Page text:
ABSTRACT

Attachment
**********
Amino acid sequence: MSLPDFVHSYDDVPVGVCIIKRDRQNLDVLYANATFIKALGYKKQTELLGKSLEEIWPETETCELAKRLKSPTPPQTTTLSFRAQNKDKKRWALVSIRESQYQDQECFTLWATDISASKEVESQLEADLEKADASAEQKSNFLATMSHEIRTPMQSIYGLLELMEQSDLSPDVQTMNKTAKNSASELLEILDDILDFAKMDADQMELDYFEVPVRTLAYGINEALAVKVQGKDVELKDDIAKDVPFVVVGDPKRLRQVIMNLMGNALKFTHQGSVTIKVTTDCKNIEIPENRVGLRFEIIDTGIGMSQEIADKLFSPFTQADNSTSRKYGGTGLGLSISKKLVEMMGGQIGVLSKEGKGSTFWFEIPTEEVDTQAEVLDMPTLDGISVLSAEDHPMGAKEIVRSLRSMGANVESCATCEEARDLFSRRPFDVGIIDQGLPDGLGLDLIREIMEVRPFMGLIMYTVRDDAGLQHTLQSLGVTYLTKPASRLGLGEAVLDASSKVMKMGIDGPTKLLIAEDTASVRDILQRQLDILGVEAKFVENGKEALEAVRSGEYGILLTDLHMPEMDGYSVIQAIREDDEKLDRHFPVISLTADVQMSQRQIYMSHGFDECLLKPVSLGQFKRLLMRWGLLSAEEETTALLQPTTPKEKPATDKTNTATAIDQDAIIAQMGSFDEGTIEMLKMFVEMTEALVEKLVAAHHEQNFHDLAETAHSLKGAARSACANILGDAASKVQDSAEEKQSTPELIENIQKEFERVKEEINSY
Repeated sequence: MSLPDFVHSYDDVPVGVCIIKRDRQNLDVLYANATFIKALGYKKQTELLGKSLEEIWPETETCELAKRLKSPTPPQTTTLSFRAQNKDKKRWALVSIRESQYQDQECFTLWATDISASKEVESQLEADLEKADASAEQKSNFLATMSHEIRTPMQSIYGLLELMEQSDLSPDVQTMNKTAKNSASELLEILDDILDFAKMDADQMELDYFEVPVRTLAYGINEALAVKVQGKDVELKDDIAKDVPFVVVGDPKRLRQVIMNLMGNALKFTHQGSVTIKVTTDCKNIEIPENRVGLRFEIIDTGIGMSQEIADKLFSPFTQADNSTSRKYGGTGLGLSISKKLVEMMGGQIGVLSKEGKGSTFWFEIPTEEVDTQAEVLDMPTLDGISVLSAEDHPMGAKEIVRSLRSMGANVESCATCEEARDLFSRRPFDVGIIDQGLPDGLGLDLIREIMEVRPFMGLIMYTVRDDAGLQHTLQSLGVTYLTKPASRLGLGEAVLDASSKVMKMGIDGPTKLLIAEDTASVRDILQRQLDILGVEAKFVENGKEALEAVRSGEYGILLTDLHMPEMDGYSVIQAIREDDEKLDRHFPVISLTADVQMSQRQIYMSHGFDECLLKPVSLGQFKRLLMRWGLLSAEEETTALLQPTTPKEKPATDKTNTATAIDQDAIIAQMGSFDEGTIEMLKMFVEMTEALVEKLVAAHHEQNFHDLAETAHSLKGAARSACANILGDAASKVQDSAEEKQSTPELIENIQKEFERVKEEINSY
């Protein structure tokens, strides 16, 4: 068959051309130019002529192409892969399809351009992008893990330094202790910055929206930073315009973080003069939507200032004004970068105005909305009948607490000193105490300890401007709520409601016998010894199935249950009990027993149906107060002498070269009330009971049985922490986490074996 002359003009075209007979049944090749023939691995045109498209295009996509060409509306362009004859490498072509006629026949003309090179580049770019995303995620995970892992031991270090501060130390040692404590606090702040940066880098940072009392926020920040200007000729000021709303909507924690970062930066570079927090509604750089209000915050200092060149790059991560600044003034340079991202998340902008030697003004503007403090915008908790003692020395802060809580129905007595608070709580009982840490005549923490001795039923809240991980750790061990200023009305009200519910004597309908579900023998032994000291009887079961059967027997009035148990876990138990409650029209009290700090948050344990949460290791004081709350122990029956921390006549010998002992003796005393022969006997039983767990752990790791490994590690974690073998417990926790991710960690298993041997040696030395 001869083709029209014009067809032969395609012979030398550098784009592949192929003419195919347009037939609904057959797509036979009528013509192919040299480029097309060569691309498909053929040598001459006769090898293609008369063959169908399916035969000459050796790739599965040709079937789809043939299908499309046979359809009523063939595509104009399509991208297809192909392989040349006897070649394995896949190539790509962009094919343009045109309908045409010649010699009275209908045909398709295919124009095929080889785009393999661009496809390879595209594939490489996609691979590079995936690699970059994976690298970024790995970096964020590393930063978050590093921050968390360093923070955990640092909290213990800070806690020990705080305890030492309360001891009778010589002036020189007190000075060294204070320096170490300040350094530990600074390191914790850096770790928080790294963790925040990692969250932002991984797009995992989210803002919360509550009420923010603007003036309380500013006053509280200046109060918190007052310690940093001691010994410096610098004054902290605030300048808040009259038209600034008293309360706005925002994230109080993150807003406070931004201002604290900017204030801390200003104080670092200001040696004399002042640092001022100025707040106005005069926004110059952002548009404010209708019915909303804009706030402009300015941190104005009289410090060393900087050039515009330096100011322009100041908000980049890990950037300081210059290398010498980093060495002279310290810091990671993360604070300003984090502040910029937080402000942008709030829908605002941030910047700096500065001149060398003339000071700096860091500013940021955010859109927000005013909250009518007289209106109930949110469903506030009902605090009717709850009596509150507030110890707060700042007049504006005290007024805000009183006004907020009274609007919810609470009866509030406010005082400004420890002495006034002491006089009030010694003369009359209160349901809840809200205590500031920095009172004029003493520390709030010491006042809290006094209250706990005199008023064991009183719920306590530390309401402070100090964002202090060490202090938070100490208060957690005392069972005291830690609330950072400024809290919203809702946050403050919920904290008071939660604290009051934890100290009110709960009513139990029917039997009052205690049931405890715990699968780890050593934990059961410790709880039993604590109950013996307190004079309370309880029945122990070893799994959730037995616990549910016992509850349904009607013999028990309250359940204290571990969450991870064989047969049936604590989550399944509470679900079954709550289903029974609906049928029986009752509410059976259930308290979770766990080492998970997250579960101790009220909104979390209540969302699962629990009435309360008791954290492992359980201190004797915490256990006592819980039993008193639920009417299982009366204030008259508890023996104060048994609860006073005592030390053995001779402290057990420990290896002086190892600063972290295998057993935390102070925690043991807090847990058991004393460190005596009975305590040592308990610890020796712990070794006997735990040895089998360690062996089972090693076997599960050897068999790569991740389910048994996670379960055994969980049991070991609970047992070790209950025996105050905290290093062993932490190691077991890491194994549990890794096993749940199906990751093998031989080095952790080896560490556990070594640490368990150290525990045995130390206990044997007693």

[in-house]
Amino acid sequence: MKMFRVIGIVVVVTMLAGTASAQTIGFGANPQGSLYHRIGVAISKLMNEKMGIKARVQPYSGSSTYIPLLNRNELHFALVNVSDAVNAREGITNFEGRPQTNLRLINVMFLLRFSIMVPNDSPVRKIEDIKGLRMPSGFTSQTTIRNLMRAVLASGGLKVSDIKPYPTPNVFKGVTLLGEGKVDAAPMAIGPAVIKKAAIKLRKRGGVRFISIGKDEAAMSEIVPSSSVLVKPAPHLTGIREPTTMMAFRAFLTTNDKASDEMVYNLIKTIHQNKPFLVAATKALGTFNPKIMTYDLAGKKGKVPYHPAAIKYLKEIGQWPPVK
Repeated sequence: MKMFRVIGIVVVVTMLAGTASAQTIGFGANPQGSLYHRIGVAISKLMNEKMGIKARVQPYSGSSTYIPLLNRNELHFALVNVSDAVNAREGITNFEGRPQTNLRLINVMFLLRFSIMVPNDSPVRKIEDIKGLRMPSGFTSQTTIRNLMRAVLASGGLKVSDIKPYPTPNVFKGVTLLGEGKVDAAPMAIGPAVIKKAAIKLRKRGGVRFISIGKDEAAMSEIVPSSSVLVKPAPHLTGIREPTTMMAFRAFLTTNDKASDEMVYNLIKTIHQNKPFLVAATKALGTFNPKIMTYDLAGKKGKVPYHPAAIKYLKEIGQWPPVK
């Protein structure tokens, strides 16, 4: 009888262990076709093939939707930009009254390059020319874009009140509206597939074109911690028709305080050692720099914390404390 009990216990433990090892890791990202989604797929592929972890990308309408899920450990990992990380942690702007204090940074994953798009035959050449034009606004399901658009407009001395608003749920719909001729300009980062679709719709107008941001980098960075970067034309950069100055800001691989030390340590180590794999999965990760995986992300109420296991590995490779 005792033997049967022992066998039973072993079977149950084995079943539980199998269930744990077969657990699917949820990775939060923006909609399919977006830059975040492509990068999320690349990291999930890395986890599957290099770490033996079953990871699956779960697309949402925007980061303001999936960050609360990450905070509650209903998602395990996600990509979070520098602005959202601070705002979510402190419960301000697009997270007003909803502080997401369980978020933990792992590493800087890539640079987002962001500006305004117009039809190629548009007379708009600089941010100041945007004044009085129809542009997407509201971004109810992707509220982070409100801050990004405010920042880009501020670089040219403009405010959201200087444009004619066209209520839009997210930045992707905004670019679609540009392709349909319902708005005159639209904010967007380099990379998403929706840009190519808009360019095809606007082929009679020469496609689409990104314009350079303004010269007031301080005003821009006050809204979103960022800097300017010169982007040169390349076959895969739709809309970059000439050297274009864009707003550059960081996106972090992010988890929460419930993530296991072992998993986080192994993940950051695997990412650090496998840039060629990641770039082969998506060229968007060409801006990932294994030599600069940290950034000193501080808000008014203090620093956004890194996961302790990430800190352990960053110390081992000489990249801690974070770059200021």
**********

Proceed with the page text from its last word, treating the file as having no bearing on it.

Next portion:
This article investigates drawing as a form of devotional attention. Engaging with the work of María Lugones and examples from Josef Albers, Corita Kent, Franz Opalka, Georgia O’Keeffe, and William Kentridge, each section revolves around drawing in relation to embodied practices of being together with others. In addition to a personal account of memories and rituals of drawings, this article examines the degree to which drawing hones a pragmatic sense for fallibility, fluidity, and open-ended research, while arguing for drawing as a form of commitment to community that challenges historical associations of creativity with individualistic or uninhibited freedom.

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